Nashville-raised, New York City-based singer-songwriter Laura Cantrell has been compared to country music queen Kitty Wells practically since the day she started, most famously by Elvis Costello, who once observed that "if Kitty Wells made 'Rubber Soul,' it would sound like Laura Cantrell."
Wells, 91 years old and married to fellow country singer Johnnie Wright, is the oldest living member of the Country Music Hall of Fame and perhaps the greatest living essayer of heartbreak ballads.
Cantrell performed at a Wells tribute concert organized by the Hall in 2009, which inspired Cantrell's just-released tribute disc, "Kitty Wells Dresses: Songs of the Queen of Country Music." The title song was written by Cantrell, the rest are some of Wells' best-loved numbers, “songs I'd lived with and loved for a long time," says Cantrell.
In a phone interview with Click Track, Cantrell, who plays Jammin' Java on Saturday, talked about meeting Wells, making the album, and her long ago days as a Hall of Fame tour guide.
How did this project come about?
Initially I was approached by the Country Music Hall of Fame to do a program for them in 2009 based around a new type of exhibit they were launching dedicated to Hall of Fame members…I think they asked me because I'd been a longtime, very vocal fan of hers…To get asked to do that concert gave me a reason to dust off some old songs of hers and think of her career and why she was important. Once I put the work into that, I realized maybe I should make a little recording that documented the work we did to learn her songs.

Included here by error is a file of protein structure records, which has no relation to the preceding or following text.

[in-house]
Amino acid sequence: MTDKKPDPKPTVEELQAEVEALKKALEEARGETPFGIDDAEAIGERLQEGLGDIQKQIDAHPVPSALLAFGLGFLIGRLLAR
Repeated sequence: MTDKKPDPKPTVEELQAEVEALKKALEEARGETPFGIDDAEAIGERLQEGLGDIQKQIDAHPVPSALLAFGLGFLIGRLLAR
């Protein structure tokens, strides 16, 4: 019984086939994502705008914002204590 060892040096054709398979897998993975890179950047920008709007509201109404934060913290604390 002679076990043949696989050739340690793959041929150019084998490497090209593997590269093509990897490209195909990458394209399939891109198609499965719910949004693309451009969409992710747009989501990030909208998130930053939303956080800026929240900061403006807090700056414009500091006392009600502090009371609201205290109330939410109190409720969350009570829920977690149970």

What about her [resonated with you]?
To me her voice was always very interesting. She's not the flashiest singer. She's not someone who now is remembered as one of the great vocalists. I always thought she was very underestimated. She was very emotional as a vocalist, but with this underlying restraint. When you pair that up with the material she was doing in the early '50s which was very frank and very refreshingly open…on matters of the heart or domestic matters, that was a pretty potent combination.
[She’s underrated in part because] she's had a drama-free life. She didn’t die young, she didn't have a splashy divorce.
She's sort of had a conventional life in a way, [although] I think that's a superficial view. I think anybody who's been a partner in a show business couple in country music in the '50s and '60s, that had to be a very gypsy lifestyle. But because they were southern and Christian and conventional on the surface, I think people just overlooked what might be interesting about her.
You worked [as a teenaged tour guide] at the Hall of Fame. What was the big thing on the tour that everyone always wanted to see?
In Studio B, where a lot of records were made, including Elvis's Christmas record, people would get all Holy Elvis at the piano. There were a lot of touching things, like items found at the Patsy Cline plane crash site that belonged to her. One of the things I loved to do was, there were some films of Jimmie Rodgers in Kinescope, and I loved being the person who started the film because I got to sit in the room a little bit and hear his songs.
When you did the Kitty Wells tribute show, was she there?
Unfortunately she couldn't come to our concert but I did get to go see her last summer. She and her husband had already [approved] the song I wrote for her and invited me over. They were just a normal elderly couple, watching NASCAR on mute on a Sunday afternoon. She's 91, he's 97 now. They wanted to know all about the songs I'd chosen. They were very normal people, very down to earth, not too worried about the songs I'd chosen or about being legendary…If we'd never gotten to do anything else positive from the record, that alone was kind of adorable.